Australasian Science: Australia's authority on science since 1938

Foodies May Be Our True Dietary Messiahs

By Catherine Lockley

The facts and figures in the Australian Dietary Guidelines are less influential on our dietary habits than the enthusiastic narratives of food cooked up by gastronomes.

Have you ever had the “perfect meal”? An offering that delights the eyes, the palate, the emotions and the olfactory senses? A meal whose flavours are so delightful, surprising and masterfully woven that you can’t even imagine wanting to over-eat?

I can guarantee you that if you have, the meal was not prepared by Lite’n Easy, Weight Watchers or even a registered dietician. This meal was created by a food artist, a chef. This person probably didn’t give two figs about calories, phyto­­nutrients, antioxidants or macronutrient profiles – any more than a great painter worries about the chemistry of the cerulean blue on his brush. This balance and excitement came from a deep knowledge of flavour, of season, of the person that grew the food, and of the feelings elicited by words, textures, temperature and colour.

Current research suggests that at least part of our obesity crisis reflects a profound disconnection with our food, and that this disconnect is primarily imprinted during our childhood years. Somewhere along the way we forgot to teach our children how to grow, and how to cook.

We reduced food to fuel, and allowed generations of kitchen and garden stories to disappear. These stories were not scientific, very few were even factual, but they were engaging and beautiful. Our forgotten food narratives once linked us to each other, our world and even to a greater understanding of ourselves.

The problem is that a food narrative is never entirely removed, but it is often replaced. We have allowed our own stories to be superseded by those woven by marketing companies. If we turn to nutrition science for our narrative – the gold-standard of evidence-based facts – it is even more foreign and uninspiring.

The NHMRC’s Australian Dietary Guidelines offers 226 pages of grey tables, graphs and lists of diseases you may encounter from poor dietary choices. Stentorian use of words like “limit” and “restrict” litters each page. Even the more digestible 53-page summary is awash with charts, serves, weight measurements and food categories and sub-categories.

The message is clear. Food is about extremely careful balancing and counting. Food is about health. Bad choices equal bad health.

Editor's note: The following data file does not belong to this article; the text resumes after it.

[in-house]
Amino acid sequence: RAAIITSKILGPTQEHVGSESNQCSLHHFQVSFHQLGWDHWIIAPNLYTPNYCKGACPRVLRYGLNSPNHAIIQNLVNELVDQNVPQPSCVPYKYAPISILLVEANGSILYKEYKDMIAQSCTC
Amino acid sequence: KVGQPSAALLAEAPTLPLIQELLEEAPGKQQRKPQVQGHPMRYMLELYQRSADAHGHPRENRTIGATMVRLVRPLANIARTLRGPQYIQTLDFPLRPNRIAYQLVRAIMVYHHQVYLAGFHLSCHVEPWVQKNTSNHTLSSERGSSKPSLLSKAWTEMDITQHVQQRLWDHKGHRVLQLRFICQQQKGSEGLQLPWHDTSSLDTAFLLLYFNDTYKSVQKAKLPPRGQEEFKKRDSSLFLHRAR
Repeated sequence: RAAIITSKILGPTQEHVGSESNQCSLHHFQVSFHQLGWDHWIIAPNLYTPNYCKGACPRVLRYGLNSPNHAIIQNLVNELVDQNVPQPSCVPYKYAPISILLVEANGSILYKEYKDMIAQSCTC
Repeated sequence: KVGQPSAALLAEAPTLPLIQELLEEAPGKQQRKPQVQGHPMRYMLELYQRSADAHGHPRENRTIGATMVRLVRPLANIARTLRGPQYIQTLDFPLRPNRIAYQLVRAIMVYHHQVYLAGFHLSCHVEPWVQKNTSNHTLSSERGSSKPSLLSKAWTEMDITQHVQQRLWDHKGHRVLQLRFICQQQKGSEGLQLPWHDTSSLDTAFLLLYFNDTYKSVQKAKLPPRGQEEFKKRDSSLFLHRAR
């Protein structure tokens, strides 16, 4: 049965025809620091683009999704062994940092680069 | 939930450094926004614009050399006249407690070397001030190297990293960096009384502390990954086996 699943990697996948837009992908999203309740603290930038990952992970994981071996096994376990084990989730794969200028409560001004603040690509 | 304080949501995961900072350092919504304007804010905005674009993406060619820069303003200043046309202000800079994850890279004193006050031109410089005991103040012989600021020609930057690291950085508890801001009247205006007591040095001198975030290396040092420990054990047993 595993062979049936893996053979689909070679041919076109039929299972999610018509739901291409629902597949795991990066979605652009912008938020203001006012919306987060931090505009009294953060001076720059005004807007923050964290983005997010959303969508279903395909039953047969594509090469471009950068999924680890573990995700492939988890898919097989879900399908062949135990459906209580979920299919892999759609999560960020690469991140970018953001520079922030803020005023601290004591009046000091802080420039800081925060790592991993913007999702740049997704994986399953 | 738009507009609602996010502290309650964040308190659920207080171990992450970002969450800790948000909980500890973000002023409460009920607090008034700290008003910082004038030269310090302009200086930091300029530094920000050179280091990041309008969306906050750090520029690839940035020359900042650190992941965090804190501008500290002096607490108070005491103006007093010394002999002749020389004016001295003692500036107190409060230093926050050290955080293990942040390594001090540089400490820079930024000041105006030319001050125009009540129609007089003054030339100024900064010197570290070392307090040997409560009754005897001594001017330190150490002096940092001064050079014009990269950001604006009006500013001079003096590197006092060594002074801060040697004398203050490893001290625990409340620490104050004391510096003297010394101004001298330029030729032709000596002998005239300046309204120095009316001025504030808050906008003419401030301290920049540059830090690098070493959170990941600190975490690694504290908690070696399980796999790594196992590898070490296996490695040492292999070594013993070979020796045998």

Enter stage left: a raft of celebrity chefs with a very different set of narratives. There’s the sensually indulgent, the knock-it-out natural, and the local, seasonal artisans. We gobble these stories greedily, starving for their wholeness, their joy, their passion and their adoration of flavour.

They don’t tell us to restrict but to embrace and relish. Instead of charts, measured portions and grave responsibility they offer a multi-faceted, utterly human story. Sometimes their food is “naughty”, or what the NHMRC would label “discretionary”, but “naughty’ is much more fun, isn’t it?

Most often they guide us towards fresh produce, joyously prepared and served to loved-ones. A tomato is no longer a package of carbohydrates and phytonutrients in the “good” section of the pie chart, but a scarlet flavour-bomb that oozes sunshine, summer and endless possibility.

In short, our cooks and gastronomes invite us to reconnect with our food by weaving it back into a beautiful story. But does the story really matter that much?

It turns out that it does. The words we use and the thoughts we have about our food have physiological effects. If you concentrate on a meal being healthy, for example, your levels of the “hunger hormone” ghrelin don’t drop and you remain unsatiated. If you see your food as indulgent and flavourful, you’ll be full and satisfied with less food.

Stories matter. We need our gastronomic storytellers to help us rediscover the joy in our food.

I asked my 6-year-old son to tell me how a commercial mud-cake compared in flavour with the one I had just made. He tested both with a delicacy that made both parents twitch towards laughter, but his final judgement after a mouthful of my cake? “This one’s better ‘cos it’s made with love”.


Catherine Lockley is a postgraduate student in Science Communication at The Australian National University.